In other words, the more Microsoft claims they’re changing, the more they’re clearly staying exactly the same, and any potential move to WebKit won’t really change that.

  5. I see no reactions to Ballmer possibly considering a “rendering service”.

    If I understand this correctly, it would mean that users would need to rely on a Microsoft website to display pages that use proprietary code (think client side Visual Basic or worse).

  6. When a dinosaur gets stuck in a tar pit it wails and thrashes before it dies. The Microsoftsaur is in hot tar up to is armpits and is bellowing as loudly as it can as it struggles for survival. Vultures are circling overhead ready to pick it bones clean when it succumbs.

    I despise those websites that are proprietary to IE. I hope they have to spend a fortune fixing their non-standard, proprietary crap.

  7. We have more problems with IE than with Firefox to be sure. But seriously, Safari for windows smokes either of them for sheer speed and smarts, like loading parts of cached pages and making them available while waiting for live content to load.

  8. My wife has a home daycare and is enrolled in a special government program that re-imburses her for food purchases (basically, it gives her exactly the amount a tax write-off would be so it’s really just the government giving her the money up front instead after filing taxes and getting it in the form of a refund).

    Anyway, there are two ways to enter data into the system. One is one with a No. 2 pencil and the other is via a web-based interface.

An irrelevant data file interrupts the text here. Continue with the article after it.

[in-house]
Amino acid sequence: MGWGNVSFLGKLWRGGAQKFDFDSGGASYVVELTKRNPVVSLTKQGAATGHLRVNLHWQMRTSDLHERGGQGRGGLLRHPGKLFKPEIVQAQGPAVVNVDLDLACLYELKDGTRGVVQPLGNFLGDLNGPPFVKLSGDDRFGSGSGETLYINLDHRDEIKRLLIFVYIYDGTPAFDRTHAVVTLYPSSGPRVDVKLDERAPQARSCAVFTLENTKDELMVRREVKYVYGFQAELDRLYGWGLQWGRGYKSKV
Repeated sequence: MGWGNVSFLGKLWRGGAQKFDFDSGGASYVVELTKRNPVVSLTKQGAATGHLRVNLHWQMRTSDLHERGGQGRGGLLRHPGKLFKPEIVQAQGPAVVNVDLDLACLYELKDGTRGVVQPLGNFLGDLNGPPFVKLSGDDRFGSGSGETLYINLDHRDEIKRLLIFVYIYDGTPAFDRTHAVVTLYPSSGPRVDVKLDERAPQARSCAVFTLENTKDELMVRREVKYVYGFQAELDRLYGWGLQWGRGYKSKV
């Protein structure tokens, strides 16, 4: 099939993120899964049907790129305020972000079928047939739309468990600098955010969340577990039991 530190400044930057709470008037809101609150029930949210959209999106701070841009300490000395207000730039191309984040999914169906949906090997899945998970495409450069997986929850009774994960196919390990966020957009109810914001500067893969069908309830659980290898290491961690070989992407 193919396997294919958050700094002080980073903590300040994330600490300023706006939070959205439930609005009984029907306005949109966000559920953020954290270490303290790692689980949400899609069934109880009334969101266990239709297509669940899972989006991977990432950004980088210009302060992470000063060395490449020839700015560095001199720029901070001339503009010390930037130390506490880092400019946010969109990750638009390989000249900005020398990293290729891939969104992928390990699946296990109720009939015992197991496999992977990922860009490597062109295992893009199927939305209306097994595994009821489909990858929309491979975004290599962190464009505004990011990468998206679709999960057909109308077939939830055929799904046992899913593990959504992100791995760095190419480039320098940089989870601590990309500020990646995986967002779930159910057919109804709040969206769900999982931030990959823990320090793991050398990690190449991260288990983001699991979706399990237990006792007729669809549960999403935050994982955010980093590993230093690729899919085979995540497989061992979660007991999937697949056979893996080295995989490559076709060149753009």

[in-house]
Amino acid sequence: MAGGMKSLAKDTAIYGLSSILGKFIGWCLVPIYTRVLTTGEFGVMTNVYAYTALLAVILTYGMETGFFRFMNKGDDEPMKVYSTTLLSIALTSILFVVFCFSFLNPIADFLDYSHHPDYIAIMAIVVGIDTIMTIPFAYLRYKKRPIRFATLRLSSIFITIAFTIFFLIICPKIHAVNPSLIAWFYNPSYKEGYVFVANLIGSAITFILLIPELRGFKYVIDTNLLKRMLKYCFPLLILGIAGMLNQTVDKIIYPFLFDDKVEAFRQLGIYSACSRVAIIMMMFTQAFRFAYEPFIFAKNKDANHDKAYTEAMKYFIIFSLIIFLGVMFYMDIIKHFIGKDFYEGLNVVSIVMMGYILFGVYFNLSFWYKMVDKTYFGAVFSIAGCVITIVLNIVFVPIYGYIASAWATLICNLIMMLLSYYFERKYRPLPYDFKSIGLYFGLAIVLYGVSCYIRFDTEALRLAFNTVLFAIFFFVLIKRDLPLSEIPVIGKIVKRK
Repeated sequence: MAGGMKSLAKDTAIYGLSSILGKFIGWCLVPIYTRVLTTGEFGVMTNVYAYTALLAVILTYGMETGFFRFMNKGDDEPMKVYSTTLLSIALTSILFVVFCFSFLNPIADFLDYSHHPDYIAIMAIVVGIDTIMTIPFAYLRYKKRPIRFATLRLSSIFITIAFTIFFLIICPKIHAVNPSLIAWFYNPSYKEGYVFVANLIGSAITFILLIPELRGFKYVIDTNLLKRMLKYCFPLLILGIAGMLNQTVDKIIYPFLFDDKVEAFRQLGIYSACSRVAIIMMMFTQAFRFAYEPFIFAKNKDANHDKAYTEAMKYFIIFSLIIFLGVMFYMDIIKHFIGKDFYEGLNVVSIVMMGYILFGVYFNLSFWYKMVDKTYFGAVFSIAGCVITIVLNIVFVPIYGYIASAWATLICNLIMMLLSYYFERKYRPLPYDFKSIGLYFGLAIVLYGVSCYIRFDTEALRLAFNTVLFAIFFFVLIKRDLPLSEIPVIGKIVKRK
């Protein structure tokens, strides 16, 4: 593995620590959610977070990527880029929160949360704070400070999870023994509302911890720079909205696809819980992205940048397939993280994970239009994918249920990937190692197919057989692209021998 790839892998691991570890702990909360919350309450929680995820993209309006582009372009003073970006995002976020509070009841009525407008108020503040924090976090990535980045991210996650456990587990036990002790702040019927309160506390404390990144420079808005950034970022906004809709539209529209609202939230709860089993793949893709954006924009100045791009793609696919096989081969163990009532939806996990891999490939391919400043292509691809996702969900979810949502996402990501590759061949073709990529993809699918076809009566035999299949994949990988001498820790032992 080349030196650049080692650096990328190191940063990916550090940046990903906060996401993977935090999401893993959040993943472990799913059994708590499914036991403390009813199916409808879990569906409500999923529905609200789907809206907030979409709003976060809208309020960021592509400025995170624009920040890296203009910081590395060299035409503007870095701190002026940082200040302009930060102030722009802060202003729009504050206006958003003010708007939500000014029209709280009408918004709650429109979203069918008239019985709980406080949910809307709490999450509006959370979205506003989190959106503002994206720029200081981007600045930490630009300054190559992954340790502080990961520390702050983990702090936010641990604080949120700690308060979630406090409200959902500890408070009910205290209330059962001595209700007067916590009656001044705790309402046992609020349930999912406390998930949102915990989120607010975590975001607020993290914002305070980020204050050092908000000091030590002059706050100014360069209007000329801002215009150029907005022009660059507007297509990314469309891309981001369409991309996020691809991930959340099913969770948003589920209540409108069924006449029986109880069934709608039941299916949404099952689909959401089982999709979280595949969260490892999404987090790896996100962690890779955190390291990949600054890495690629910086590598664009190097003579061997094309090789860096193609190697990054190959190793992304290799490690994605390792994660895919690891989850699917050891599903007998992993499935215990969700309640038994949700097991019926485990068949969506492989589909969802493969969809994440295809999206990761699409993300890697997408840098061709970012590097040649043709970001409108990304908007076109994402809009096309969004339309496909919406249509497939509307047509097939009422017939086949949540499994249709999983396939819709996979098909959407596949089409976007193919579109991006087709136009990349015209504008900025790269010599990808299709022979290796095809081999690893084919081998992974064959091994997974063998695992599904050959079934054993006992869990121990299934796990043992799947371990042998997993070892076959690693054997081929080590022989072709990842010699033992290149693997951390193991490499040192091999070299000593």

The much easier and faster computer method of course won’t work with anything but Explorer. I called the company that makes the software and they got pissed at me for even suggesting that open web standards would include about 30 percent more of the market that doesn’t use Explorer.

    He said they were an independent company and that they could develop it anyway they liked. I asked him if they had any customers who weren’t government entities, and after a long pause he admitted that they didn’t.

    So now I’ve installed XP on my Macbook — something I swore I’d never do.

    Die, Microsft. Die.

  9. It doesn’t matter what browser engine MS puts in IE. B/c IE is the standard browser on Windows computers, it’ll still be used by tons of people by default. So the biggest issue for MS is websites that have been ‘optimized’ for IE will seem ‘broken’ if they switch to a different browser engine. If i were MS, that’d be my biggest worry.

  10. Better late than never. I for one, would be glad to see Microsoft’s Internet Exploiter to start recognizing web standards of operation. I have been so sick of web sites made with Microsoft products not being compliant, and so, not viewable with anything else.

    The more that Windows users start thinking about other browsers, the more that we Mac users can view their sites. However Ballmer saying that we might look into it doesn’t mean squat.

  11. My company develops educational software, mostly with funding from the U.S. government. Any grant or contract with the federal government requires software developed to be cross platform. However, that does not apply to the government’s own web sites. Many sites that deal with grant applications and such require the use of IE. If you have Mac, their FAQs helpfully tell you, you must buy a copy of Windows and run it on your Mac if you want to apply for government funding. Is it just me, or does it seem a bit odd (ironic, hypocritical) that the same government that went after MS’s monopoly requires people to buy MS products?

Reader Feedback

This site uses Akismet to reduce spam. Learn how your comment data is processed.